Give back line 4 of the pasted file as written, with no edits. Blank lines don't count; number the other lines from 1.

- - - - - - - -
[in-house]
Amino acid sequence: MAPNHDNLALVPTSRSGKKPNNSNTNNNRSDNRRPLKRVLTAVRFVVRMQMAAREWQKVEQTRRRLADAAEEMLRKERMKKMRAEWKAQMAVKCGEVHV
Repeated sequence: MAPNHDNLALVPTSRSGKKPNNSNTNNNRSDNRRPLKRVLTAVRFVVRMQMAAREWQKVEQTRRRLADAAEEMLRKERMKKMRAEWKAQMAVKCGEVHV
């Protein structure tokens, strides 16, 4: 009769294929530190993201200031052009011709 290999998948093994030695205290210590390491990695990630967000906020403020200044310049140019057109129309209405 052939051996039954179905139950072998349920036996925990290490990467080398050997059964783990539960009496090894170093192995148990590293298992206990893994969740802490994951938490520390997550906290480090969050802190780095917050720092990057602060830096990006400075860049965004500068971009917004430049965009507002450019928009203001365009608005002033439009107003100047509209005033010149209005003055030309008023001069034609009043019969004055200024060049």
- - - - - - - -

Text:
């Protein structure tokens, strides 16, 4: 009769294929530190993201200031052009011709 290999998948093994030695205290210590390491990695990630967000906020403020200044310049140019057109129309209405 052939051996039954179905139950072998349920036996925990290490990467080398050997059964783990539960009496090894170093192995148990590293298992206990893994969740802490994951938490520390997550906290480090969050802190780095917050720092990057602060830096990006400075860049965004500068971009917004430049965009507002450019928009203001365009608005002033439009107003100047509209005033010149209005003055030309008023001069034609009043019969004055200024060049």